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Bahrain, Iran, and the limits of revolution in the ethnically divided Middle East

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AP Photo/Hasan Jamali

(Read caption) A demonstrator waves a Bahraini flag on a highway overpass overlooking on Tuesday. Oppositions groups are calling for greater political freedom and an end to the ruling Sunni monarchy's grip on key decisions and government posts. The nation's majority Shiites have long complained of discrimination.

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Egypt is huge, but relatively homogeneous. Except for the Coptic Christian community, it is overwhelmingly Sunni Muslim. That saved the popular democratic movement from becoming an ethnic wedge issue.

But elsewhere in the Middle East, deep ethno-religious differences likely will lead to different outcomes. Take Bahrain, where a Sunni minority holds power over a Shiite majority, many of whom are ethnically tied to Iran. The political sphere is relatively open already, but it is a monarchy, which irks the young and liberal. At the same time, fundamentalists have made political gains in recent elections.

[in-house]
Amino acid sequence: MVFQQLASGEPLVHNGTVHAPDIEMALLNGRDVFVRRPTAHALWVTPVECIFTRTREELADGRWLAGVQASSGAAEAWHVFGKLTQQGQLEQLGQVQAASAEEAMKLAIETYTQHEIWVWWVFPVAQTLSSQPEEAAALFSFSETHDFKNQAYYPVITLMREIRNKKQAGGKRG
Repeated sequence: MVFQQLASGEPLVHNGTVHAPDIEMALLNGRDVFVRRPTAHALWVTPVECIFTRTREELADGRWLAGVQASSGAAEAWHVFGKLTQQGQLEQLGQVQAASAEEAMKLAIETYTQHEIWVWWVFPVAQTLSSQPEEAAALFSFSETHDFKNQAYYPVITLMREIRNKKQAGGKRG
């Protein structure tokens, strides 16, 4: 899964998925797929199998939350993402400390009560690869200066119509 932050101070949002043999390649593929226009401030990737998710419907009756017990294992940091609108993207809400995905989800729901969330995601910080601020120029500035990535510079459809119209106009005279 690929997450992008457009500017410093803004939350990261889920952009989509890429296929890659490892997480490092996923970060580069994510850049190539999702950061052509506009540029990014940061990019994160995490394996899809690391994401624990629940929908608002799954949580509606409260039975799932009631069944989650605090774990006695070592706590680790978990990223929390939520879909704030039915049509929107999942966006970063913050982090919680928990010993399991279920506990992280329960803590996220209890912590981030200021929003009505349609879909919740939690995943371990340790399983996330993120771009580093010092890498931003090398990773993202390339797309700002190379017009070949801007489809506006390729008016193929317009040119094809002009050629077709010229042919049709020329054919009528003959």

Ethnic complexities exist throughout the Gulf, including in Saudi Arabia. Iraq and Syria also have significant ethnic divisions. Lebanon, of course, is a classic case of this, a tiny nation divided among Sunni, Shiite, Maronite Christian, Druze, and other groups.


Then there's Iran. Democracy advocates have faced a fierce response from the clergy-dominated government. Both sides are largely Shiite. Both are trying to claim Egypt as supporting their cause.

Bottom line: Ethnic differences mean that every country in the Middle East will be affected by the Egyptian revolution in a different way.


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